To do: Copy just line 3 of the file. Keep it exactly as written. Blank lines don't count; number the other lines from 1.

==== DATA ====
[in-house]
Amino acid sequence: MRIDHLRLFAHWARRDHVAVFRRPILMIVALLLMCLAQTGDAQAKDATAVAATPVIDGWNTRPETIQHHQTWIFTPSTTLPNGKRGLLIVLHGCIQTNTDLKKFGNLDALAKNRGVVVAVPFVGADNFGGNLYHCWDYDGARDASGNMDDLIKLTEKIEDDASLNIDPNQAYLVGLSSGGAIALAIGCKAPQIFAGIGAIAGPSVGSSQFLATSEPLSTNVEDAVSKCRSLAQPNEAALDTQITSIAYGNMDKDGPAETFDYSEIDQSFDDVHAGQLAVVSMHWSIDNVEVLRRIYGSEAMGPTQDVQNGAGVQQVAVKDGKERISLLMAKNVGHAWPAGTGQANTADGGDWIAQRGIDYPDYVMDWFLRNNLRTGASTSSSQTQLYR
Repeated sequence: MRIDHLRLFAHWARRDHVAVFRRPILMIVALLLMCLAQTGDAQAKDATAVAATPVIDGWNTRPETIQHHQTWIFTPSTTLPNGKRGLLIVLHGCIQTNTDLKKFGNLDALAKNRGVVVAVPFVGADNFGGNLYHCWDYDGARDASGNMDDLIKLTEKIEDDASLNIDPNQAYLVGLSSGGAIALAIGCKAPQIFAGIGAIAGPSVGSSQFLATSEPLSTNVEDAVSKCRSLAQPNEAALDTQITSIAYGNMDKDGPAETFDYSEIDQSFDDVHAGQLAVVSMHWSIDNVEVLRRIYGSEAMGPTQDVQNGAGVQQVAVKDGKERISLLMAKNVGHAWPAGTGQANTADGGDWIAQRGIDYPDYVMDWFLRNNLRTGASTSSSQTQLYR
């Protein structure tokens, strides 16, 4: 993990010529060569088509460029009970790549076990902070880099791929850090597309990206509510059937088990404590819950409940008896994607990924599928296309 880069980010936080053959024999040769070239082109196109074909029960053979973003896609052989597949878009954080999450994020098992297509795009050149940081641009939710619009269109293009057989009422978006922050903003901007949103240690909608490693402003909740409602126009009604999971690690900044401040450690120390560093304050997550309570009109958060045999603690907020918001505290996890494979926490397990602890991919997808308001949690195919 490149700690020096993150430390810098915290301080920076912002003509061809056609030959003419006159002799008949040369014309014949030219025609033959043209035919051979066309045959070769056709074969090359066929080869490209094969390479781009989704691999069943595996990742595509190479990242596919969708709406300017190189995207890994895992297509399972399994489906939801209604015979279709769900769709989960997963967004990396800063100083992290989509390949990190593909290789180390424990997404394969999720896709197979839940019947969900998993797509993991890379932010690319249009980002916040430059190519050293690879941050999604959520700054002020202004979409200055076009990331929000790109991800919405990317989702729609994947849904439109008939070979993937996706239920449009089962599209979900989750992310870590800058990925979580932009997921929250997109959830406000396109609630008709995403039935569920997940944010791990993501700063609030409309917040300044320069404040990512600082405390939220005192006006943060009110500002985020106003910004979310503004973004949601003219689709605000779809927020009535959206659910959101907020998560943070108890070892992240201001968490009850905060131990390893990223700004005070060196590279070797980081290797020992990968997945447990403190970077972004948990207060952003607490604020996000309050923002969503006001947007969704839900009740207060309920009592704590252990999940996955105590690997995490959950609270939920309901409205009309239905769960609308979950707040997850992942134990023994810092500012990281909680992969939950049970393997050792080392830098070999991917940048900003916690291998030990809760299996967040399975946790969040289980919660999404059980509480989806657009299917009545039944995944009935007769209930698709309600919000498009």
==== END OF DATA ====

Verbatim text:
Repeated sequence: MRIDHLRLFAHWARRDHVAVFRRPILMIVALLLMCLAQTGDAQAKDATAVAATPVIDGWNTRPETIQHHQTWIFTPSTTLPNGKRGLLIVLHGCIQTNTDLKKFGNLDALAKNRGVVVAVPFVGADNFGGNLYHCWDYDGARDASGNMDDLIKLTEKIEDDASLNIDPNQAYLVGLSSGGAIALAIGCKAPQIFAGIGAIAGPSVGSSQFLATSEPLSTNVEDAVSKCRSLAQPNEAALDTQITSIAYGNMDKDGPAETFDYSEIDQSFDDVHAGQLAVVSMHWSIDNVEVLRRIYGSEAMGPTQDVQNGAGVQQVAVKDGKERISLLMAKNVGHAWPAGTGQANTADGGDWIAQRGIDYPDYVMDWFLRNNLRTGASTSSSQTQLYR